"I never knew it would actually work."

Blue Shell

Most of us probably wouldn't admit that we learned something from a video game. But also, most of us aren't championship NASCAR drivers.

Ross Chastain is one such driver who was lagging behind at 10th place during Sunday's Xfinity 500 race. Then, in an extremely ballsy move on his last lap, he slingshotted his car along the racetrack's walls and blasted himself all the way up to 5th. The Hail Mary heroics clinched him a well-earned spot in the next stage of the Championship, not to mention widespread acclaim online, with people amusingly explaining the move in video game terms or outright attempting to recreate it in-game.

And where did he learn that maneuver? From playing video games as a kid, he says.

"I played a lot of NASCAR 2005 on the GameCube which I had growing up," Chastain said with a smile in a post-race interview. "I never knew it would actually work."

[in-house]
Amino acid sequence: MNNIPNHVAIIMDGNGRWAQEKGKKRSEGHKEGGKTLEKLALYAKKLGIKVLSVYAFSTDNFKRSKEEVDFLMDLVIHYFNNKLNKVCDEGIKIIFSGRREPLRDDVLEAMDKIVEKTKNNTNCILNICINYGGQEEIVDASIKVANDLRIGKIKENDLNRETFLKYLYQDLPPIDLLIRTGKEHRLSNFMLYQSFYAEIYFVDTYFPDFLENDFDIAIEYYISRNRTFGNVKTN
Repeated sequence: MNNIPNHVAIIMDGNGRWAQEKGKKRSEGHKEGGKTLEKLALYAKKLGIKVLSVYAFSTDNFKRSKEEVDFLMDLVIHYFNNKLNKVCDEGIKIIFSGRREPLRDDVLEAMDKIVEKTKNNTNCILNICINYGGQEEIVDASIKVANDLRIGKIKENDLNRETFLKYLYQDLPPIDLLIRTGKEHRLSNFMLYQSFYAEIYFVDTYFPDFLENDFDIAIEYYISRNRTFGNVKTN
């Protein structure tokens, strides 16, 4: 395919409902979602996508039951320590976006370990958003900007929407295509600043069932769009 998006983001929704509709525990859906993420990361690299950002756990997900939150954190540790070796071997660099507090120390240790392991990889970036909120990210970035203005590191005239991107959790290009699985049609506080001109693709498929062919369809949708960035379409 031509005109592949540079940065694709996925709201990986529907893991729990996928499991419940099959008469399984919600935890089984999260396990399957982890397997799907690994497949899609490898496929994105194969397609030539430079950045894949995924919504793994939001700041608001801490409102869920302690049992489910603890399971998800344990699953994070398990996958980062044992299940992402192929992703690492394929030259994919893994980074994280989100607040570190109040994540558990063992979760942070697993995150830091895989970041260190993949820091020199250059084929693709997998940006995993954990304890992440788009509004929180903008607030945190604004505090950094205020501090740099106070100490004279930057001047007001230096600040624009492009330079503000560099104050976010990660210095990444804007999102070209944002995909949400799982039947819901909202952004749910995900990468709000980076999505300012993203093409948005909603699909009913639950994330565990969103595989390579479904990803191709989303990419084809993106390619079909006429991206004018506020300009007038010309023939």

The game-breaking bug is called a "wall ride," and in all likelihood could only be pulled off in a track as short as the Martinsville Speedway, the site of the race. At only half a mile long, it's the shortest in NASCAR's circuit, which means its corners are pretty short, too, making the slingshotting especially dramatic.

Anyway, to onlookers, it really does look like Chastain activated an unfair speed boost or was just straight up hacking. Just listen to how blown away the crowd is in this video uploaded to Twitter.

Other racers on the track could hardly believe it either.

"I can't believe what I just saw," said one driver in a compilation by NASCAR. "That was straight video game."


But even digitally, it's not easy to replicate. Chase Briscoe, a NASCAR driver who finished in 9th place behind Chastain, uploaded a clip of himself trying to pull of a wall ride in the NASCAR Heat video game, only for his car to clip into a random bit of geometry and get sent spinning.

Except maybe in iRacing, a relentlessly realistic and competitive online racing simulator.

"I got banned on iRacing for doing it about 10 years ago," Briscoe tweeted. "It for sure works on there."

Updated to correct transcription error.

More on learning from video games: Good News, Gamers! That Screen Time Could Make You a Little Smarter, Scientists Say

Share This Article